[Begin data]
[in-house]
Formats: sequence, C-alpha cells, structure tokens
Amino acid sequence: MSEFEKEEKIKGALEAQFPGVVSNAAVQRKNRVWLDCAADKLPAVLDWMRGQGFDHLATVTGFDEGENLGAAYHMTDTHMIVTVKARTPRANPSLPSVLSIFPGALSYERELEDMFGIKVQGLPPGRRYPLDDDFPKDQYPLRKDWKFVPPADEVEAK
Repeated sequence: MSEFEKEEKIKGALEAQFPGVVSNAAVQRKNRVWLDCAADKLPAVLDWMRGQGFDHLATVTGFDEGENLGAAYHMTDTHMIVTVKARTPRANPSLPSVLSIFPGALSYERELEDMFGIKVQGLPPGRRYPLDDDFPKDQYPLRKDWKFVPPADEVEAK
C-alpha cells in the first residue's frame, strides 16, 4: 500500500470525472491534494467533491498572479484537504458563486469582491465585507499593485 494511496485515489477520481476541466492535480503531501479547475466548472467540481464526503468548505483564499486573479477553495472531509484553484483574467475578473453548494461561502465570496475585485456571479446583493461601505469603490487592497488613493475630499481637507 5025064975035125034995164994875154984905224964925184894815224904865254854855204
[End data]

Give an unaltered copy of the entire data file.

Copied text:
[in-house]
Formats: sequence, C-alpha cells, structure tokens
Amino acid sequence: MSEFEKEEKIKGALEAQFPGVVSNAAVQRKNRVWLDCAADKLPAVLDWMRGQGFDHLATVTGFDEGENLGAAYHMTDTHMIVTVKARTPRANPSLPSVLSIFPGALSYERELEDMFGIKVQGLPPGRRYPLDDDFPKDQYPLRKDWKFVPPADEVEAK
Repeated sequence: MSEFEKEEKIKGALEAQFPGVVSNAAVQRKNRVWLDCAADKLPAVLDWMRGQGFDHLATVTGFDEGENLGAAYHMTDTHMIVTVKARTPRANPSLPSVLSIFPGALSYERELEDMFGIKVQGLPPGRRYPLDDDFPKDQYPLRKDWKFVPPADEVEAK
C-alpha cells in the first residue's frame, strides 16, 4: 500500500470525472491534494467533491498572479484537504458563486469582491465585507499593485 494511496485515489477520481476541466492535480503531501479547475466548472467540481464526503468548505483564499486573479477553495472531509484553484483574467475578473453548494461561502465570496475585485456571479446583493461601505469603490487592497488613493475630499481637507 5025064975035125034995164994875154984905224964925184894815224904865254854855204